by: Wes Ishmael

Hooter was heading for the escalator at Denver international Airport when he heard a voice behind him call, loud and frantic, “SOUTHWEST – WHERE'S SOUTHWEST?”

It wasn't loud like someone trying to get your attention; it was top-of-your-lungs loud, as if someone didn't realize or care that the baggage area leading to the escalators that led to the ticket counter was a public place.

Hooter turned to the voice, saw a man in his mid-20s and said, “The ticket counters are at the top of the stairs.”

The young man blew past Hooter just as he was stepping onto the escalator and bounded up the stairs. Hooter was about halfway up when he heard the same loud voice, “IT'S NOT HERE! IT'S NOT HERE!”

By the time Hooter reached the top, the young man had figured out that you had to turn a corner to see the ticket counters, as pedestrians were directed to do. He must have because by the time Hooter got in line, the young man was already at the counter. He heard the voice first.


“To where?” asked the ticket agent.


Everyone else but Hooter and the ticket agent were looking everywhere to avoid making eye contact with the young man.

He just didn't fit somehow, so folks worked double-time to ignore him. When Hooter looked at him though, he couldn't help but think of a man named Billy from whom he'd rented some dry-land barley ground years and miles ago. It had been Hooter's only attempt at row cropping and a miserable one at that. At first glance, that ground appeared used up and spit out like Billy.

Actually, Hooter rented the ground from a kindly, white-haired military veteran named Tom who took care of Billy's business affairs.

Billy didn't fit either, much less so than the young man searching for Southwest. Hooter was never sure what had addled Billy's mind (addled at least by everyday standards), or how Tom came to be Billy's pal.

Billy couldn't talk. You were never sure if he could hear you either. He'd grunt at the oddest moments though, and sometimes convulse in a kind of horse laughter, staring in the distance at something only he could see. Billy smiled a lot, though, and his gentle spirit was plain to see. Dogs loved Billy and he loved them; it was the only time Hooter saw him that Billy seemed to know exactly what to do.

Billy was easy for most folks to ignore. That's one of the things Hooter grew to love about Tom. Tom would tote Billy to see his old place or to town for a store-bought meal no matter how uncomfortable it made the patrons feel. More than that, Tom always included Billy in the conversation though he knew any response would be one no one could understand. Tom never treated Billy like someone who didn't fit, but like someone who was special.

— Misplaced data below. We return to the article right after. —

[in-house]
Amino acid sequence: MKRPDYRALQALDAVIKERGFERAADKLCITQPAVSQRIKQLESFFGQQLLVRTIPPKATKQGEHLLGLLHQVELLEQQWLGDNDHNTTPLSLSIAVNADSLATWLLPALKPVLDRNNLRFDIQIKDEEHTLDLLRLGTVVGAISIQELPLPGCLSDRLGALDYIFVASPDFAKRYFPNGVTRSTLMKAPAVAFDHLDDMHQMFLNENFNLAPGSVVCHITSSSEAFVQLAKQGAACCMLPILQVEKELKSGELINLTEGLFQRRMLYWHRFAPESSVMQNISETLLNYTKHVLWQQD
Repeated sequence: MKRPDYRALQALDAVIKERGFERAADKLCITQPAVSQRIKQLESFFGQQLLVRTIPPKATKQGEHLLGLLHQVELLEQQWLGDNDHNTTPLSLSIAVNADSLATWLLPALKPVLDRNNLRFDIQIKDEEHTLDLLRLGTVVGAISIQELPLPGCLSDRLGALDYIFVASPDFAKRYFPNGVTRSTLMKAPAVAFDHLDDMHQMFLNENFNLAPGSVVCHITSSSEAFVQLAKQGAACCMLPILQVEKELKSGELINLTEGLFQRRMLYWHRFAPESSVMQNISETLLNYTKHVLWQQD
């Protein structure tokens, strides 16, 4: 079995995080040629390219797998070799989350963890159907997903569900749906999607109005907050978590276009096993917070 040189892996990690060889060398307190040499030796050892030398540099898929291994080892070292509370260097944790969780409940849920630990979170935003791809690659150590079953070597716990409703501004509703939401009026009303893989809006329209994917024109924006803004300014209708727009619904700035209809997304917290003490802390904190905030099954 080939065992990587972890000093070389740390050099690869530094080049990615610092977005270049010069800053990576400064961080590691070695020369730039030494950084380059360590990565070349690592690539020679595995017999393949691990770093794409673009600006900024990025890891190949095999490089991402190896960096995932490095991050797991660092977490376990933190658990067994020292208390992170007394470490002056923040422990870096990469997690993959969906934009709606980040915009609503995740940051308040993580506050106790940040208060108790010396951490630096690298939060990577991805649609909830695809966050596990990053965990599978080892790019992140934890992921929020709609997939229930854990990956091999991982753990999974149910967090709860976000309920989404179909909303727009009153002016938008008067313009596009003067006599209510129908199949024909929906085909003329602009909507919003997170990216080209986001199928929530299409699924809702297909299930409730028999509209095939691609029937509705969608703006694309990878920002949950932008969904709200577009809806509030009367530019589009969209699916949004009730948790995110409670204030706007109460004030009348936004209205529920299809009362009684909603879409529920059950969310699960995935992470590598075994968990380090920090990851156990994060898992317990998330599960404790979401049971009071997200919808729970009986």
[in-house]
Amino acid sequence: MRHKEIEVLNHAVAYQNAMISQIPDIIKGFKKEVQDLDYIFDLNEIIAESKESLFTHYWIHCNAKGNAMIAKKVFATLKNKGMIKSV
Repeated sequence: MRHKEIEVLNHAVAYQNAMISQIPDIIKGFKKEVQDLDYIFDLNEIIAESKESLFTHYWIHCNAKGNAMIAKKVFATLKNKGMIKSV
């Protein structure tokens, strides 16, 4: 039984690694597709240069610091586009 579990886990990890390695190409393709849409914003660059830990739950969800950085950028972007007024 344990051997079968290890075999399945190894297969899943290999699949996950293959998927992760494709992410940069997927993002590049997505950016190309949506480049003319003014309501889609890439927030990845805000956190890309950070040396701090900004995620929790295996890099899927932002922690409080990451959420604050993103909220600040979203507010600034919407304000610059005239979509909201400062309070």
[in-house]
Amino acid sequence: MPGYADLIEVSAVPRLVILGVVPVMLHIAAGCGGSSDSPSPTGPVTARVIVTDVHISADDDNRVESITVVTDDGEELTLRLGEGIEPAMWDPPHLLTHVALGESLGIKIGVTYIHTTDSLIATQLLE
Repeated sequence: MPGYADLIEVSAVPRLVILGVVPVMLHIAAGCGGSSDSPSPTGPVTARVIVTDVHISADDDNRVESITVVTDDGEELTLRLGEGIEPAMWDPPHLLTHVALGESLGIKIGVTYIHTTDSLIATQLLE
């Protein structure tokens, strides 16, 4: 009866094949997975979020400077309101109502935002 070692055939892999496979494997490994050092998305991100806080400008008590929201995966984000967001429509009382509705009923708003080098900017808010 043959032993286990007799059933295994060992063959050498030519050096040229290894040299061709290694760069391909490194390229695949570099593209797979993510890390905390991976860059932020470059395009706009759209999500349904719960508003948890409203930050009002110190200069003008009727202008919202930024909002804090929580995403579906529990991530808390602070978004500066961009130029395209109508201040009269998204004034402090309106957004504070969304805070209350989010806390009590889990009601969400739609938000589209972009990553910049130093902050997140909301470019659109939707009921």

By the time Hooter got to the security line, the young man was a few people ahead of him again. The young man was silent until he got to the security officer, who checks to make sure everyone entering has official identification and a boarding pass.

When the officer asked the young man for his paperwork, he replied, “WHY DO YOU NEED TO SEE IT?”

The way the officer looked at the young man, two things were apparent: he took his job seriously and someone out of the norm raised all sorts of red flags.

The officer muttered something Hooter couldn't hear.

“WHAT WOULD HAPPEN IF I DIDN'T HAVE MY ID?” wondered the young man.

“Why do you want to know?”


It didn't go much better from there. Before Hooter could get to the next stop in line, security had escorted the young man to a room for a private screening.

It was both tragic and funny. Hooter felt for the young man who obviously was no threat to anyone. He was angry that anyone had to be subjected to such idiotic rules to begin with. At the same time, he had a notion the young man would give the security department all they could handle.

Other forms of panic

As it turned out, Hooter saw that same young man again two days later. It was back at the airport. Hooter was heading for his return flight and spied him coming off the jet way. Actually, he heard him first.

“HOW FAR IS IT?” he was asking the ticket agent. Hooter had to smile.

Hooter had been to Fort Collins for the workshop on competitiveness in the livestock markets. He was representing the Rio Rojo Cattlemen's Association. He and the boys back home reckoned they knew the outcome of the meeting, but decided it was best to be represented in person.

They weren't disappointed. As Hooter would relate to the gang that night, it appeared obvious neither USDA nor the justice department would be swayed to modify their preconceived notions based on any of the discussion.

As Hooter expected, the meeting was foremost a chance for producers on both sides of the fence to plead their case. Folks like Hooter and the boys were unlikely to convince those on the other side that free markets and less government intrusion were what allowed the industry to remain as competitive as it was. He and the boys were even less likely to be persuaded by the other side that the opposite was true.

Even Hooter was shocked though. As a panel member emphasized how alternative marketing arrangements and the free market allowed the industry to serve consumer beef demand more effectively, someone sitting near him threw up their hands in exasperation and said loudly, “I'm sick of hearing all of this stuff about beef demand!”

The gulf was even wider than Hooter could have dreamed. How do you argue with someone whose reality rests outside of the real world?

Where was the reason and logic in such a response? Then Hooter remembered the young man from the airport and felt like shouting even more loudly, “IT'S NOT HERE.”


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